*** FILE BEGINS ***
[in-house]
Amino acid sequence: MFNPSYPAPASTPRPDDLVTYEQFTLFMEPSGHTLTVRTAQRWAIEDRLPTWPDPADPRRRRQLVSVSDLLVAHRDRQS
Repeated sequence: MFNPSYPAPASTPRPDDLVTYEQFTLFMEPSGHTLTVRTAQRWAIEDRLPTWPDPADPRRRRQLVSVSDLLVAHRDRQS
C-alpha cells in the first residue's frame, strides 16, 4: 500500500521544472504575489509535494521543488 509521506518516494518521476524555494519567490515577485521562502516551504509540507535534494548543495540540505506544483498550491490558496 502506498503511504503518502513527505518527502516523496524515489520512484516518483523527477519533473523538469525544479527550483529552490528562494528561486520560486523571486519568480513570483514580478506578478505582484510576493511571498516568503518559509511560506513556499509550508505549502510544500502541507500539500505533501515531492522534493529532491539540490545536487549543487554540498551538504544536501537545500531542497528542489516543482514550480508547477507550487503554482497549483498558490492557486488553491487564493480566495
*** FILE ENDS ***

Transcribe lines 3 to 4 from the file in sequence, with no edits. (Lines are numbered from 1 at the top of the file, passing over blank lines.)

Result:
Repeated sequence: MFNPSYPAPASTPRPDDLVTYEQFTLFMEPSGHTLTVRTAQRWAIEDRLPTWPDPADPRRRRQLVSVSDLLVAHRDRQS
C-alpha cells in the first residue's frame, strides 16, 4: 500500500521544472504575489509535494521543488 509521506518516494518521476524555494519567490515577485521562502516551504509540507535534494548543495540540505506544483498550491490558496 502506498503511504503518502513527505518527502516523496524515489520512484516518483523527477519533473523538469525544479527550483529552490528562494528561486520560486523571486519568480513570483514580478506578478505582484510576493511571498516568503518559509511560506513556499509550508505549502510544500502541507500539500505533501515531492522534493529532491539540490545536487549543487554540498551538504544536501537545500531542497528542489516543482514550480508547477507550487503554482497549483498558490492557486488553491487564493480566495